This lens was designed by Berek, the first designer of Leica, back in 1933. At the time, it was mainly designed to go up against Zeiss’ Sonnar lens. Leica Summar 50/f2 is produced in quite a lot. Because they’re so old, these lenses almost all need some maintenance. The good news is that it’s a great deal.

The glass on Summar’s camera is pretty soft, so it’s prone to scratches, which will reduce contrast. The matte paint inside the lens is also peeling off, which will also reduce contrast, so it’s probably best to use Summary for black and white photos. If you don’t have this mindset, it’s probably best to avoid using Summary.

When the Leica Summar50 is set to f2, it produces a blurry light at the edge of the highlight ratio, but some people like this feature. They say it’s a hazy, romantic look. This kind of light diffusion and infiltration effect can’t be achieved with software. The Summar disperses intense light throughout the entire image without overexposing any area, giving it a warm, charming tone.

The summar have a surprisingly high center sharpness, but it’s not the kind of sharpness you’d expect in a modern lens. The details are very rich and delicate. This lens is great for capturing elegant and romantic portraits. It creates a soft, atmospheric effect, which means you’re not just capturing an image, but an emotion.

The double Gaussian structure of Summar 50 uses six pieces of glass, while the Tiansai structure of Elmar 50mm 3.5 uses four pieces of glass. Adding more glass will reduce contrast and make it easier to glare. The double Gaussian lens requires more coating than the Tiansai lens. It’s still too early for the Summar lens to be coated, so the contrast is smaller than with the Tiansai lens.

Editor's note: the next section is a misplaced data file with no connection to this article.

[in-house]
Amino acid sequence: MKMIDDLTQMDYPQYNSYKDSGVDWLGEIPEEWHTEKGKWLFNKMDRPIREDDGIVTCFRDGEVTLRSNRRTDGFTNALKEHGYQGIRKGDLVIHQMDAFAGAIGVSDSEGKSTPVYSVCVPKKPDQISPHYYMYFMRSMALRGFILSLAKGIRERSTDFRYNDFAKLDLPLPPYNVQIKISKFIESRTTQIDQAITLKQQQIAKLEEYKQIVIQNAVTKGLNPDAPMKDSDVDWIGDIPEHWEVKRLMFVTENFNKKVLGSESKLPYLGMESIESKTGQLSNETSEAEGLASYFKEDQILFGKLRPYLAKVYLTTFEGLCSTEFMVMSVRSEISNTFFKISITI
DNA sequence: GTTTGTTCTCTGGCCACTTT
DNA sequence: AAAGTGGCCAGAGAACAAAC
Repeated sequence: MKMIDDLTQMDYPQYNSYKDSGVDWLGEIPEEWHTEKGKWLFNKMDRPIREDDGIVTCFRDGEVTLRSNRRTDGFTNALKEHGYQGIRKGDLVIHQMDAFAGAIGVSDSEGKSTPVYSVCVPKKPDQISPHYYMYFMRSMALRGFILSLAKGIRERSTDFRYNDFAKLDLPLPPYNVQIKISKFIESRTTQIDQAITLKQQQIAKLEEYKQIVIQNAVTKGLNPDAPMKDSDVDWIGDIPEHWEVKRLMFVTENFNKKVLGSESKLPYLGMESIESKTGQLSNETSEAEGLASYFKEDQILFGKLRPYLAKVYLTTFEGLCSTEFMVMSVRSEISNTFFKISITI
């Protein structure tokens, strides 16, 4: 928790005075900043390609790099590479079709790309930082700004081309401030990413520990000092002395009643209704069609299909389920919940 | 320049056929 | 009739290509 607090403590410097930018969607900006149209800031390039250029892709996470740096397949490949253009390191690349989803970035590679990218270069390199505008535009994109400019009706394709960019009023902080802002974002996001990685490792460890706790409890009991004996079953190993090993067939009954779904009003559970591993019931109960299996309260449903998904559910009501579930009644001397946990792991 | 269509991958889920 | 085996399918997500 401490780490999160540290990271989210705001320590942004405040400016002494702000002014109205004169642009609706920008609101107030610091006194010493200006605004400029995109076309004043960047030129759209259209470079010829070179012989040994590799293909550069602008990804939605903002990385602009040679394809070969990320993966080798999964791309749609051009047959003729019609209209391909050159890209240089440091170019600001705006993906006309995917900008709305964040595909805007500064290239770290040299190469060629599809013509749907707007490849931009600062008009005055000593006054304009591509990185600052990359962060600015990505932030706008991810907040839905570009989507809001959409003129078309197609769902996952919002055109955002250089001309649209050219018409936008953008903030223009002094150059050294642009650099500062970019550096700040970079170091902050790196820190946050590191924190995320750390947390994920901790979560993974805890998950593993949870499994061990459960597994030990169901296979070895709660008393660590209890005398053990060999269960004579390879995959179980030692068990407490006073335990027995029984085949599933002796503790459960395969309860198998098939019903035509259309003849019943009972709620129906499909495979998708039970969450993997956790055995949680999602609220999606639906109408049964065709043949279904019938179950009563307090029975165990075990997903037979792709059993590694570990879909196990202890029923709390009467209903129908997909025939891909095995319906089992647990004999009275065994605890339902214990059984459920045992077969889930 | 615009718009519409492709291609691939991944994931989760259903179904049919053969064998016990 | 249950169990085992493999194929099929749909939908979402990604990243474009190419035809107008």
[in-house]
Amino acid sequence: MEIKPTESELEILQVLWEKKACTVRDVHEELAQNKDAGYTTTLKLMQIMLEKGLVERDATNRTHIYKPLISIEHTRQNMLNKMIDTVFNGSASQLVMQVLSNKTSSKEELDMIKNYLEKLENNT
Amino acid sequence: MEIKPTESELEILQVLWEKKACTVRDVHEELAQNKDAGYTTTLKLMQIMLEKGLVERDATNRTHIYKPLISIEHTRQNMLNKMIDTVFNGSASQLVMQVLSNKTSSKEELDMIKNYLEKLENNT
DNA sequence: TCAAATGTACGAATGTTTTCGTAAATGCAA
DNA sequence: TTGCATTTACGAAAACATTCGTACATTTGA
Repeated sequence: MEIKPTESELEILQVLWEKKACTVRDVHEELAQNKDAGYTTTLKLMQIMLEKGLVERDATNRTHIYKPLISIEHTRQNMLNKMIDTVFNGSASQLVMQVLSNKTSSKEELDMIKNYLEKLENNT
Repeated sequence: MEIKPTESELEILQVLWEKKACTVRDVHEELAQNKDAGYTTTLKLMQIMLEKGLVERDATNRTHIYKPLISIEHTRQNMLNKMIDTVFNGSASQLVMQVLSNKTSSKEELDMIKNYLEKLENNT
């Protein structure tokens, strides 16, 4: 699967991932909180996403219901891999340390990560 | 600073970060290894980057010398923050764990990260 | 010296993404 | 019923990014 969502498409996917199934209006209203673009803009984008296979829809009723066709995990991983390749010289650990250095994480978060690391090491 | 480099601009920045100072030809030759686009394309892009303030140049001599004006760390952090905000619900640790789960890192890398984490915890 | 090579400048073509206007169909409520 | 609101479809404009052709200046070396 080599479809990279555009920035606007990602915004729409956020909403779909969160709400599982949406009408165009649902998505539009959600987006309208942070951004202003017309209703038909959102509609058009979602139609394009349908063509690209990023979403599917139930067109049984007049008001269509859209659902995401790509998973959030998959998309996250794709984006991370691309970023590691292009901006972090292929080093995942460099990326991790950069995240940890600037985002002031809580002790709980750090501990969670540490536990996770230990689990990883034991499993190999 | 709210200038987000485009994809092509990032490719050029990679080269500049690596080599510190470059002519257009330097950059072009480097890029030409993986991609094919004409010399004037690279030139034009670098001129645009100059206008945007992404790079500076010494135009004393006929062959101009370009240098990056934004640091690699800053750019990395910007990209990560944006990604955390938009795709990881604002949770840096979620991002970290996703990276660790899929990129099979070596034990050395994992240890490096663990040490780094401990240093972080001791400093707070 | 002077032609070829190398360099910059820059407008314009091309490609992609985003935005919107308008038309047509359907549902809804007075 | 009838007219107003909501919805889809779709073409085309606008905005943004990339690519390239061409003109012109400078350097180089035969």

The 1933 non-retractable Rigid version was produced in fewer than 2,000 pieces. Agfa also made a custom version (the aperture ring is notched), a folding version, a nickel version, a chrome version, a black version (the front ring is black), and different versions in meters and feet.

The Summar50 f2 is a pretty unique lens. The in-focus shots have a warm quality, while the out-of-focus shots have a romantic feel. If you don’t mind the quality, try it on the digital Leica M11 and you won’t be disappointed.